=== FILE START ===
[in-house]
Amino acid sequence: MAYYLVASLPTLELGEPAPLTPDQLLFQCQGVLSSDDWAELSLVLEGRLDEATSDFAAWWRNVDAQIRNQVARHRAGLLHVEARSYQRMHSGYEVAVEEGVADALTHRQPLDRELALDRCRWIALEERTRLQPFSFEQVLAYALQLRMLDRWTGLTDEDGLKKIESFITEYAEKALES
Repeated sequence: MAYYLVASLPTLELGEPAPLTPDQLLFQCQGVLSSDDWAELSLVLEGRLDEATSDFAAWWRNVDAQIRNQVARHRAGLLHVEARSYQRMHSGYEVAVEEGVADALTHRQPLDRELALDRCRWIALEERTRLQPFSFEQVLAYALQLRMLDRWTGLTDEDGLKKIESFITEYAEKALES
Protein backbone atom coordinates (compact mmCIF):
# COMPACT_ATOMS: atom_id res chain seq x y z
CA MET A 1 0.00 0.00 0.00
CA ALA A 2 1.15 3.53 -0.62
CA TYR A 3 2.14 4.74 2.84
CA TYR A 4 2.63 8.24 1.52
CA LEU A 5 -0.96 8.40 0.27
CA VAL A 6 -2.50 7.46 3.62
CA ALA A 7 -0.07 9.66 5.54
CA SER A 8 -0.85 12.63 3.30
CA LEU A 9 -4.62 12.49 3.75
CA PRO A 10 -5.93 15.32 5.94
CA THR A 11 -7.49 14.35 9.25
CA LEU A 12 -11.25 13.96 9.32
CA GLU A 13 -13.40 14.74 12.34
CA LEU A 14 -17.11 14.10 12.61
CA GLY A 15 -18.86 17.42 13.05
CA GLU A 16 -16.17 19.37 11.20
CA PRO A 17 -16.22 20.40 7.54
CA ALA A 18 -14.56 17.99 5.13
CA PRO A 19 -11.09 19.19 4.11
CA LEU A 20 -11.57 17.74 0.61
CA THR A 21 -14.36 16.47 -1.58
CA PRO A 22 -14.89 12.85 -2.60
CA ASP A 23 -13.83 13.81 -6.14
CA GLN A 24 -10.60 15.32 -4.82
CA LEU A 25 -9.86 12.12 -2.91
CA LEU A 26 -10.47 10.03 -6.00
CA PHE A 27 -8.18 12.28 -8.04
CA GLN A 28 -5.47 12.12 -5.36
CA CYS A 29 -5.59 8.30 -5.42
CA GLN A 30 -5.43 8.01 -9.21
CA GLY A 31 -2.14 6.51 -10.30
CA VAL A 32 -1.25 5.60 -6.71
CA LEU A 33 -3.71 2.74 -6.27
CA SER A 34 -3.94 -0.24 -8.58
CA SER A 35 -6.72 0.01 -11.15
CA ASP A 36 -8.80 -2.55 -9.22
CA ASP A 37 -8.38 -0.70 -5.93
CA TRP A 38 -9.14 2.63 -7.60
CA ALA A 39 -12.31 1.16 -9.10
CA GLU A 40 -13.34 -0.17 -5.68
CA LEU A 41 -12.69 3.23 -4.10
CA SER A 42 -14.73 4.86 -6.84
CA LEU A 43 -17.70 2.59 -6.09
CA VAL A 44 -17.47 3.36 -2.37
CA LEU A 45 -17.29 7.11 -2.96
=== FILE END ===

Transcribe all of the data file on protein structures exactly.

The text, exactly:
[in-house]
Amino acid sequence: MAYYLVASLPTLELGEPAPLTPDQLLFQCQGVLSSDDWAELSLVLEGRLDEATSDFAAWWRNVDAQIRNQVARHRAGLLHVEARSYQRMHSGYEVAVEEGVADALTHRQPLDRELALDRCRWIALEERTRLQPFSFEQVLAYALQLRMLDRWTGLTDEDGLKKIESFITEYAEKALES
Repeated sequence: MAYYLVASLPTLELGEPAPLTPDQLLFQCQGVLSSDDWAELSLVLEGRLDEATSDFAAWWRNVDAQIRNQVARHRAGLLHVEARSYQRMHSGYEVAVEEGVADALTHRQPLDRELALDRCRWIALEERTRLQPFSFEQVLAYALQLRMLDRWTGLTDEDGLKKIESFITEYAEKALES
Protein backbone atom coordinates (compact mmCIF):
# COMPACT_ATOMS: atom_id res chain seq x y z
CA MET A 1 0.00 0.00 0.00
CA ALA A 2 1.15 3.53 -0.62
CA TYR A 3 2.14 4.74 2.84
CA TYR A 4 2.63 8.24 1.52
CA LEU A 5 -0.96 8.40 0.27
CA VAL A 6 -2.50 7.46 3.62
CA ALA A 7 -0.07 9.66 5.54
CA SER A 8 -0.85 12.63 3.30
CA LEU A 9 -4.62 12.49 3.75
CA PRO A 10 -5.93 15.32 5.94
CA THR A 11 -7.49 14.35 9.25
CA LEU A 12 -11.25 13.96 9.32
CA GLU A 13 -13.40 14.74 12.34
CA LEU A 14 -17.11 14.10 12.61
CA GLY A 15 -18.86 17.42 13.05
CA GLU A 16 -16.17 19.37 11.20
CA PRO A 17 -16.22 20.40 7.54
CA ALA A 18 -14.56 17.99 5.13
CA PRO A 19 -11.09 19.19 4.11
CA LEU A 20 -11.57 17.74 0.61
CA THR A 21 -14.36 16.47 -1.58
CA PRO A 22 -14.89 12.85 -2.60
CA ASP A 23 -13.83 13.81 -6.14
CA GLN A 24 -10.60 15.32 -4.82
CA LEU A 25 -9.86 12.12 -2.91
CA LEU A 26 -10.47 10.03 -6.00
CA PHE A 27 -8.18 12.28 -8.04
CA GLN A 28 -5.47 12.12 -5.36
CA CYS A 29 -5.59 8.30 -5.42
CA GLN A 30 -5.43 8.01 -9.21
CA GLY A 31 -2.14 6.51 -10.30
CA VAL A 32 -1.25 5.60 -6.71
CA LEU A 33 -3.71 2.74 -6.27
CA SER A 34 -3.94 -0.24 -8.58
CA SER A 35 -6.72 0.01 -11.15
CA ASP A 36 -8.80 -2.55 -9.22
CA ASP A 37 -8.38 -0.70 -5.93
CA TRP A 38 -9.14 2.63 -7.60
CA ALA A 39 -12.31 1.16 -9.10
CA GLU A 40 -13.34 -0.17 -5.68
CA LEU A 41 -12.69 3.23 -4.10
CA SER A 42 -14.73 4.86 -6.84
CA LEU A 43 -17.70 2.59 -6.09
CA VAL A 44 -17.47 3.36 -2.37
CA LEU A 45 -17.29 7.11 -2.96